June 11, 1984 12:00 PM

Let’s say you’re a jaded shopper. Let’s say you’ve had it with Neiman-Marcus; Bloomingdale’s bores the bejeebers out of you. And let’s say you’re looking for something truly special—like a muzzle-loading cannon, a walking stick made from a bull’s pizzle or the skeleton of a woman at rest in her Victorian coffin.

Then welcome to Bones Lionberger’s place, Trenton (pop. 6,811), Mo.’s No. 1 tourist attraction. Opened in 1935 as an auto-parts store, Bones’ has grown into six ramshackle buildings locally touted as the largest exotic junk emporium in the world—one that attracts visitors from all across the U.S.

Born Emegene Oral Lionberger, Bones earned the nickname “Bone-head” when, as a kid, the town bully punched him in the pate and broke his own thumb. Now, such is his renown, Lionberger is listed in the phone book simply as Bones Lionberger. A partial listing of his inventory: miniature boxing gloves autographed by Jack Dempsey; 600 or so celluloid collars; spats; a mummified rat still attached to its death trap; the official 1881 proclamation of mourning for President James A. Garfield; and hundreds of hats, pantaloons, whalebone corsets—for rent at 50¢ a wearing—and high-button shoes. Of course there are tons of auto parts, too. But you’d better act now if you want those fiber universal joints for your 1926 Chevy. There’re only four dozen left.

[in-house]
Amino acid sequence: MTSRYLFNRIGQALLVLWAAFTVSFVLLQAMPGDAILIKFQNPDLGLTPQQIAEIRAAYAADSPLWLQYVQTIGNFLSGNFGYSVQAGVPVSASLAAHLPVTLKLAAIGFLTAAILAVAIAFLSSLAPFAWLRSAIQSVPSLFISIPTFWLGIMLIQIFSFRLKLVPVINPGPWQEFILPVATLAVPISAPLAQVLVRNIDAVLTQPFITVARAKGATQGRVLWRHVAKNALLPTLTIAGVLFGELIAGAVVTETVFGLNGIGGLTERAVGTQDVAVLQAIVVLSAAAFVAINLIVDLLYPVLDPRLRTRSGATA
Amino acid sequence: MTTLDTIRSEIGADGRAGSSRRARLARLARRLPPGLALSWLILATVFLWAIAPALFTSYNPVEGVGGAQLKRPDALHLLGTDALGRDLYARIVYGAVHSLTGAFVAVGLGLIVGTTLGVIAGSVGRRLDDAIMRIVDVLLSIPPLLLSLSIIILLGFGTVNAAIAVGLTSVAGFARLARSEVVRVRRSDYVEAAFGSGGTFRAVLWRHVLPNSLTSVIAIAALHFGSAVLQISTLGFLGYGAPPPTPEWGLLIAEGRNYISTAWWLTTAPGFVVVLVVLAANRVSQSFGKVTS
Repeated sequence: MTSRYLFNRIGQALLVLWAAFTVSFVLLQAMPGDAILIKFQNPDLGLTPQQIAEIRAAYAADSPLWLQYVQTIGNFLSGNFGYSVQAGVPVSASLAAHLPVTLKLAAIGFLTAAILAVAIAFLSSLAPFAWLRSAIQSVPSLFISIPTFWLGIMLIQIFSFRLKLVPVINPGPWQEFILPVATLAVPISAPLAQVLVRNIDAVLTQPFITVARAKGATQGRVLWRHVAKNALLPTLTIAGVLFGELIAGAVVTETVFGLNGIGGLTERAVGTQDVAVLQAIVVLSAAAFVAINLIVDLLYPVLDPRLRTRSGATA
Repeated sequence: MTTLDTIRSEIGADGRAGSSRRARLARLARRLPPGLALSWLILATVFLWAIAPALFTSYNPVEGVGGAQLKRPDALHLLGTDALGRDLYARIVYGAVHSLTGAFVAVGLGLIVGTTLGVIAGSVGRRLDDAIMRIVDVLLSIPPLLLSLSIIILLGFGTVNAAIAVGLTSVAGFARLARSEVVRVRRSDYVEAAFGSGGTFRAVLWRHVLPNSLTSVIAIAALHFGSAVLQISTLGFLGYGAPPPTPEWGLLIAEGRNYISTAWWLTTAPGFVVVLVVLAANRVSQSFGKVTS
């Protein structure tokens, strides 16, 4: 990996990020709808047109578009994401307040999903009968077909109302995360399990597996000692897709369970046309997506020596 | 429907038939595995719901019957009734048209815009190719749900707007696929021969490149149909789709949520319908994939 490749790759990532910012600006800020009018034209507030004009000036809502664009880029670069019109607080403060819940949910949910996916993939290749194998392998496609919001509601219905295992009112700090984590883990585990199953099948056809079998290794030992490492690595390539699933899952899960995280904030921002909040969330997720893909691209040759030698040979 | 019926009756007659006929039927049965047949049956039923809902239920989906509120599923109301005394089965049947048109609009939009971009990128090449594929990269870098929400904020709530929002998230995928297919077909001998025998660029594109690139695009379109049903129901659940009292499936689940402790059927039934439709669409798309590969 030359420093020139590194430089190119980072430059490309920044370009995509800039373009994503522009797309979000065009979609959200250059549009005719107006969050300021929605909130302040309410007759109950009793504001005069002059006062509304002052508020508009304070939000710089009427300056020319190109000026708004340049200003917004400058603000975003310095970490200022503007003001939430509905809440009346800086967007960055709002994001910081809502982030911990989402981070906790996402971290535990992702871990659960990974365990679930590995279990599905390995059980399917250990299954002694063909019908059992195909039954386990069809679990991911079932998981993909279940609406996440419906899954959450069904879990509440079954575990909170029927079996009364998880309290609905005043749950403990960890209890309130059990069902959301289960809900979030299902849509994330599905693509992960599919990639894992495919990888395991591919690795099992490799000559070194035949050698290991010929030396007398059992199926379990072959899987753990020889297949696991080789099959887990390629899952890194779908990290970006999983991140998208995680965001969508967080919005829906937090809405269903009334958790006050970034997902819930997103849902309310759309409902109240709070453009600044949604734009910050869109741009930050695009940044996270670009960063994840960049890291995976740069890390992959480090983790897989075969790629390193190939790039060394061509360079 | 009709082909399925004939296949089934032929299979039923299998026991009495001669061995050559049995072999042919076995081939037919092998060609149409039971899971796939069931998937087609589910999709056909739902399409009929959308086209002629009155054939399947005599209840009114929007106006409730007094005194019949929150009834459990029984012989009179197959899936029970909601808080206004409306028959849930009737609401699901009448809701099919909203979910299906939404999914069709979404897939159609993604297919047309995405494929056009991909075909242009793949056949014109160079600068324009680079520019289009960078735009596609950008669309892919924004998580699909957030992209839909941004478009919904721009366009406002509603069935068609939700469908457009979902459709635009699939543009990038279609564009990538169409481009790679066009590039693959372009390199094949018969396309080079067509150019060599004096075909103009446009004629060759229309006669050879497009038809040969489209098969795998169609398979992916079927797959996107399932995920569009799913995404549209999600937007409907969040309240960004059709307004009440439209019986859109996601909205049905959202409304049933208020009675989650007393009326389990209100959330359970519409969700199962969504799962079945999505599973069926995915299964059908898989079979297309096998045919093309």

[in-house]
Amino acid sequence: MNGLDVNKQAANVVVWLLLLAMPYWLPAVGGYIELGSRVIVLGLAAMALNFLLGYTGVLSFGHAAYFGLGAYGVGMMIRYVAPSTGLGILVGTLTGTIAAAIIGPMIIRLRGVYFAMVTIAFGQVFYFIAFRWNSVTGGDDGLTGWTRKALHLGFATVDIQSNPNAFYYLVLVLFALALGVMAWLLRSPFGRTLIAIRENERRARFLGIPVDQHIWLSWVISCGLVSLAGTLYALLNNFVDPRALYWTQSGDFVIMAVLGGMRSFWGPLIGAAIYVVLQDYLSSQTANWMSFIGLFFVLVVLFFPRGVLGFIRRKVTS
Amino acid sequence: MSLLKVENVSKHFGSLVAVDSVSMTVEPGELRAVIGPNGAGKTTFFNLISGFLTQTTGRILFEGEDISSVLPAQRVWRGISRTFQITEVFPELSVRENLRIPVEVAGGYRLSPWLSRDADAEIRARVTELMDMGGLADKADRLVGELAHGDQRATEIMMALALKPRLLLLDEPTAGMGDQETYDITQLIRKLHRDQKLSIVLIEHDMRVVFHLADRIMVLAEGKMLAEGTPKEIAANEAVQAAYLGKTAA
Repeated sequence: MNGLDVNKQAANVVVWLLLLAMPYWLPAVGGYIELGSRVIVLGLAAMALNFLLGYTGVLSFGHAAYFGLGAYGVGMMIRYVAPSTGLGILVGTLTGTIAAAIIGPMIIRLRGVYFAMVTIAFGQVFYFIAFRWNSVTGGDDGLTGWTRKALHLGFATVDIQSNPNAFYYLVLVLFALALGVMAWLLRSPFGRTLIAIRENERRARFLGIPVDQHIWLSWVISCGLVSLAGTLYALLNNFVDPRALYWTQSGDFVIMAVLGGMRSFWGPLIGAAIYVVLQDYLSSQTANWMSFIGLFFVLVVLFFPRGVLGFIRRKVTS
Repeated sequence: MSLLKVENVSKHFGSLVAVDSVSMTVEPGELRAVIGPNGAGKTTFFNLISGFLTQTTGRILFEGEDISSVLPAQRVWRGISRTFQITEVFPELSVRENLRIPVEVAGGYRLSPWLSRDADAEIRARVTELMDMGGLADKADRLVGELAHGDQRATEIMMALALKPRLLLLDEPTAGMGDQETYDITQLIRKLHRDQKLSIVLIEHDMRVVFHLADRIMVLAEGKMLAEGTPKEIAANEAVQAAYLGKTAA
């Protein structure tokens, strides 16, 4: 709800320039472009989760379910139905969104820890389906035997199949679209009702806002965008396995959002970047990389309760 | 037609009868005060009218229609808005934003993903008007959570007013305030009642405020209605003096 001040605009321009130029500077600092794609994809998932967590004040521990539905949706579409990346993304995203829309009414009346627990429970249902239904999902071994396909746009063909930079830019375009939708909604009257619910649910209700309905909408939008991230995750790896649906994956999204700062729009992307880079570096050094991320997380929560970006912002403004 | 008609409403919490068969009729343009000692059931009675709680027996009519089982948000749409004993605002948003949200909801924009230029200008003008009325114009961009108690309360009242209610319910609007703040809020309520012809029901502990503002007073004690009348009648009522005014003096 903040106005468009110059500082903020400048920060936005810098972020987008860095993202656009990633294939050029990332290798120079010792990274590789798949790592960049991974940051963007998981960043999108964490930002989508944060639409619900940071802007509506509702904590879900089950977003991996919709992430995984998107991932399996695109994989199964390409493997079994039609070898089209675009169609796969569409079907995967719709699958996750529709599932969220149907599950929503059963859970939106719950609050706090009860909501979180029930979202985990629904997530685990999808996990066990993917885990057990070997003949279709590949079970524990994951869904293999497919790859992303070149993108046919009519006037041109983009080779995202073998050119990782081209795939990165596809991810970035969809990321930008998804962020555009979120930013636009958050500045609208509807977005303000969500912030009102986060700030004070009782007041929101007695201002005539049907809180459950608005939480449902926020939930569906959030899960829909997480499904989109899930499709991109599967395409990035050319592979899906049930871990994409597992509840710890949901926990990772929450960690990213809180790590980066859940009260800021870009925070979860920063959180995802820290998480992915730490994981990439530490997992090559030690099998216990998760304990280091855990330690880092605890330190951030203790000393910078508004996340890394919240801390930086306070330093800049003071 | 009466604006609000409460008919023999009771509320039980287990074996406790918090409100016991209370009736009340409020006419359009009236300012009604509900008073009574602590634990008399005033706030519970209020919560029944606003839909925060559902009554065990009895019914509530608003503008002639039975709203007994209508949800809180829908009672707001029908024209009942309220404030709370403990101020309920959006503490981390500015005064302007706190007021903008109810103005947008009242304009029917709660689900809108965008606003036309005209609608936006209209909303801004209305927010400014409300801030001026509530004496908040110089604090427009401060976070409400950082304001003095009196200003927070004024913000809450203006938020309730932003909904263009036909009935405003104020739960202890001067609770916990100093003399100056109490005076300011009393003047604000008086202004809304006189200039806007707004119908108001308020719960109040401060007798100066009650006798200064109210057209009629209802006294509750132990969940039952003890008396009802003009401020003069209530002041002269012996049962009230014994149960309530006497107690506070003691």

“People ask me how come I got parts for Whippets and Deusenbergs. Hell, them cars used to be commonplace,” says Bones, chomping on his ever-present stogie. “Guy came in from Kansas City last week. Wanted a copper manifold for his ’35 Chevy. Asked if I had one. Well, course I did,” he adds, shaking his head at the K.C. gent of little faith. “Twenty-six bucks, and it was brand new.”

As for the skeleton in the coffin, “The Knights of Pythias used to use it in their initiations,” Bones says. “I traded a guy an alarm clock for it. This rest home wanted to borrow it for Halloween last year. I said to ’em, ‘Hell, no. Those folks got one leg in the grave now. I ain’t putting the other’n in.’ ”

Despite two heart attacks, Bones, who briefly was “a fighter and a rassler” in his youth, works 14 hours a day seven days a week. He’s aided by Mildred, his wife of 46 years, who helps customers pore over thousands of shoes, socks, Army surplus apparel and kid’s camouflage outfits ($24.50), their best-seller. Bones and Mildred live right across the street in an old, two-story house. It’s chock-full of such arcane objects as a bear-claw Indian necklace, rubber hot dogs, fake nosebleeds and plastic fried eggs, many of which attest to Bones’ eternally youthful sense of humor. “Most folks call this junk,” he grins. “But I call it fun.” Then Bones gestures at the Victorian lady’s bones. “Folks always want to know why I keep her,” he says, perplexed. “Hell, it’s old, ain’t it?”

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